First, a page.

Humphrey Mbuti Kimani; Francis Oguya; Peterson Warutere; Elizabeth Mwaniki. Randomized Control Trial on the Effect of Health Education on Health Related Quality of Life Among Tuberculosis Patients in Kenya. Cent. Afr. J. Public Health 2022, 8(2), 33-46. doi: 10.11648/j.cajph.20220802.13

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    AMA Style

    Humphrey Mbuti Kimani, Francis Oguya, Peterson Warutere, Elizabeth Mwaniki. Randomized Control Trial on the Effect of Health Education on Health Related Quality of Life Among Tuberculosis Patients in Kenya. Cent Afr J Public Health. 2022;8(2):33-46. doi: 10.11648/j.cajph.20220802.13

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  • @article{10.11648/j.cajph.20220802.13,
      author = {Humphrey Mbuti Kimani and Francis Oguya and Peterson Warutere and Elizabeth Mwaniki},
      title = {Randomized Control Trial on the Effect of Health Education on Health Related Quality of Life Among Tuberculosis Patients in Kenya},
      journal = {Central African Journal of Public Health},
      volume = {8},
      number = {2},
      pages = {33-46},
      doi = {10.11648/j.cajph.20220802.13},
      url = {https://doi.org/10.11648/j.cajph.20220802.13},
      eprint = {https://article.sciencepublishinggroup.com/pdf/10.11648.j.cajph.20220802.13},
      abstract = {Although health education is incorporated in tuberculosis treatment in Kenya, its role in improving quality of life of the patient is unknown. The main objective of the study was to determine effect of health education on the health related quality of life of tuberculosis patients in Kenya. To achieve this goal the health education program was designed using the PRECEDE-PROCEED model of study. Randomized controlled trial design with pre- and post-test assessments was adopted. The study was conducted between September 2019 and February 2020 in Nairobi and Murang’a Counties. A sample size of 450 patients was calculated with 373 meeting the eligibility criteria. Before introducing health education the patients were assigned into experimental and control groups. Health education was administered to the experimental group but no such intervention was given to the control group. After six months the two groups were compared. A standard questionnaire was used to collect demographic data while data on health related quality of life adopted EQ-5D-5L and EQ-VAS instruments. MANOVA was used to analyze domains of health and scores on the test of perceived poor health. 15% of the changes in the domains of health were accounted for by health education while 39.3% of changes in health scores were attributed to health education. The study concluded that improved knowledge on TB by patients as a result of health education enhanced the health related quality of life. It was recommended that the health education model be adapted in other health facilities providing tuberculosis services in Kenya.},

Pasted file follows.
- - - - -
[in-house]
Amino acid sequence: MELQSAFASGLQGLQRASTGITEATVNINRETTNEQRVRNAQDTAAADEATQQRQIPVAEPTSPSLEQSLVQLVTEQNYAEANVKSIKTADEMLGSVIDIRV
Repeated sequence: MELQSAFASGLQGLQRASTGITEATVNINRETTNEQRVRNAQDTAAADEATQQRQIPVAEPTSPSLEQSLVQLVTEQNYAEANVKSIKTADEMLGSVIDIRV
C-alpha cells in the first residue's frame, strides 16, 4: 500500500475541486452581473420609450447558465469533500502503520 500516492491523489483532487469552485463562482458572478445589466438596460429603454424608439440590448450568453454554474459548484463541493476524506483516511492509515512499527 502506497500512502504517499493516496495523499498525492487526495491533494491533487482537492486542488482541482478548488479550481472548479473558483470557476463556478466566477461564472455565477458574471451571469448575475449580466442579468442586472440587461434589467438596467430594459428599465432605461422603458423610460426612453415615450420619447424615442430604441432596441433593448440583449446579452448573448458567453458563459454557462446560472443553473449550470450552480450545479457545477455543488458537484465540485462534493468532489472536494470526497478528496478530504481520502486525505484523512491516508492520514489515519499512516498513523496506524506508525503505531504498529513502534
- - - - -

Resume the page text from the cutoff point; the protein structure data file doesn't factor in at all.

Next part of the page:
year = {2022}
    }
    

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    T1  - Randomized Control Trial on the Effect of Health Education on Health Related Quality of Life Among Tuberculosis Patients in Kenya
    AU  - Humphrey Mbuti Kimani
    AU  - Francis Oguya
    AU  - Peterson Warutere
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    JF  - Central African Journal of Public Health
    JO  - Central African Journal of Public Health
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    PB  - Science Publishing Group
    SN  - 2575-5781
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    AB  - Although health education is incorporated in tuberculosis treatment in Kenya, its role in improving quality of life of the patient is unknown. The main objective of the study was to determine effect of health education on the health related quality of life of tuberculosis patients in Kenya. To achieve this goal the health education program was designed using the PRECEDE-PROCEED model of study. Randomized controlled trial design with pre- and post-test assessments was adopted. The study was conducted between September 2019 and February 2020 in Nairobi and Murang’a Counties. A sample size of 450 patients was calculated with 373 meeting the eligibility criteria. Before introducing health education the patients were assigned into experimental and control groups. Health education was administered to the experimental group but no such intervention was given to the control group. After six months the two groups were compared. A standard questionnaire was used to collect demographic data while data on health related quality of life adopted EQ-5D-5L and EQ-VAS instruments. MANOVA was used to analyze domains of health and scores on the test of perceived poor health. 15% of the changes in the domains of health were accounted for by health education while 39.3% of changes in health scores were attributed to health education. The study concluded that improved knowledge on TB by patients as a result of health education enhanced the health related quality of life. It was recommended that the health education model be adapted in other health facilities providing tuberculosis services in Kenya.
    VL  - 8
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Author Information
  • School of Health Sciences, Technical University of Kenya, Nairobi, Kenya

  • School of Health Sciences, Technical University of Kenya, Nairobi, Kenya

  • School of Public Health, Kenyatta University, Nairobi, Kenya

  • School of Health Sciences, Technical University of Kenya, Nairobi, Kenya